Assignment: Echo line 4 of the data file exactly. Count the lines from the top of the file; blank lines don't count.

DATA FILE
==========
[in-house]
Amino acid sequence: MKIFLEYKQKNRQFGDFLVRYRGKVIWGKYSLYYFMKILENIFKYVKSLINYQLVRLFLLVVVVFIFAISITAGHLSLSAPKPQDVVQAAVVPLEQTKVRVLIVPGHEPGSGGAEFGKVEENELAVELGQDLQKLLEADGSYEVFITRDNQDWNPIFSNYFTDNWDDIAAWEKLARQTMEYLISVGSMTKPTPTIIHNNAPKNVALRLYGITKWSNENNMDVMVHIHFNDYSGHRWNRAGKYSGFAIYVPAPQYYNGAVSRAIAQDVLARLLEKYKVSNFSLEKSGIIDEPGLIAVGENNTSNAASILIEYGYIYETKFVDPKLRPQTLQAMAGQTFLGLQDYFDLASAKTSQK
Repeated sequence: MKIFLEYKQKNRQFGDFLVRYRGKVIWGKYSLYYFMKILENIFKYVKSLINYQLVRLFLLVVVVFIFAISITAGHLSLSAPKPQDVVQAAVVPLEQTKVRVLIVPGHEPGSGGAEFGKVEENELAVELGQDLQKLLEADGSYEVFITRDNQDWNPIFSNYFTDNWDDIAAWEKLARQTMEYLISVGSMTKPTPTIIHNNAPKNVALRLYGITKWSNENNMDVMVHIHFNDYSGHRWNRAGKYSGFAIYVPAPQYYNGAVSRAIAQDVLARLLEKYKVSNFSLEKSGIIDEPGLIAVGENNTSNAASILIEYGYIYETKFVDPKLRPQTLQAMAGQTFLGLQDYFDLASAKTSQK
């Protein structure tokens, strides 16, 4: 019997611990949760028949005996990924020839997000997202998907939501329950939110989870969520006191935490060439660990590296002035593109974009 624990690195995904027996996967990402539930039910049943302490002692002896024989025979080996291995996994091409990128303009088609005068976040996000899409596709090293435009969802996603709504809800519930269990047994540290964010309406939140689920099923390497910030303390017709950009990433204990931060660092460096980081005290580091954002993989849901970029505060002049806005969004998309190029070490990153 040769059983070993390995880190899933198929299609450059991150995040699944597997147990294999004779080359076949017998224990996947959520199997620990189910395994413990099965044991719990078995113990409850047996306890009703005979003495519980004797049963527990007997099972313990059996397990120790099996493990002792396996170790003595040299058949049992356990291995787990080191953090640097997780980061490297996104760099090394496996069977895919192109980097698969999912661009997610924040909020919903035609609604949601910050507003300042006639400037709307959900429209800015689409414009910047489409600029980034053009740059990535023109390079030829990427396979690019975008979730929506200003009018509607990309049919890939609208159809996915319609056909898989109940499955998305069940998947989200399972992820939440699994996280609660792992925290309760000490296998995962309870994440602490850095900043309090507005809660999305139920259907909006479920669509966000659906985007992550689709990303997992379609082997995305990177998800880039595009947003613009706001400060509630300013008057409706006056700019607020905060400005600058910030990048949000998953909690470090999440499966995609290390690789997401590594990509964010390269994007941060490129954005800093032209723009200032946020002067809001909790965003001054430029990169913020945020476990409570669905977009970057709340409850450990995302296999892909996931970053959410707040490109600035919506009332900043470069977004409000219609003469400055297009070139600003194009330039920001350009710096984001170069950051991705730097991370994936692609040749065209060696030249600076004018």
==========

């Protein structure tokens, strides 16, 4: 019997611990949760028949005996990924020839997000997202998907939501329950939110989870969520006191935490060439660990590296002035593109974009 624990690195995904027996996967990402539930039910049943302490002692002896024989025979080996291995996994091409990128303009088609005068976040996000899409596709090293435009969802996603709504809800519930269990047994540290964010309406939140689920099923390497910030303390017709950009990433204990931060660092460096980081005290580091954002993989849901970029505060002049806005969004998309190029070490990153 040769059983070993390995880190899933198929299609450059991150995040699944597997147990294999004779080359076949017998224990996947959520199997620990189910395994413990099965044991719990078995113990409850047996306890009703005979003495519980004797049963527990007997099972313990059996397990120790099996493990002792396996170790003595040299058949049992356990291995787990080191953090640097997780980061490297996104760099090394496996069977895919192109980097698969999912661009997610924040909020919903035609609604949601910050507003300042006639400037709307959900429209800015689409414009910047489409600029980034053009740059990535023109390079030829990427396979690019975008979730929506200003009018509607990309049919890939609208159809996915319609056909898989109940499955998305069940998947989200399972992820939440699994996280609660792992925290309760000490296998995962309870994440602490850095900043309090507005809660999305139920259907909006479920669509966000659906985007992550689709990303997992379609082997995305990177998800880039595009947003613009706001400060509630300013008057409706006056700019607020905060400005600058910030990048949000998953909690470090999440499966995609290390690789997401590594990509964010390269994007941060490129954005800093032209723009200032946020002067809001909790965003001054430029990169913020945020476990409570669905977009970057709340409850450990995302296999892909996931970053959410707040490109600035919506009332900043470069977004409000219609003469400055297009070139600003194009330039920001350009710096984001170069950051991705730097991370994936692609040749065209060696030249600076004018």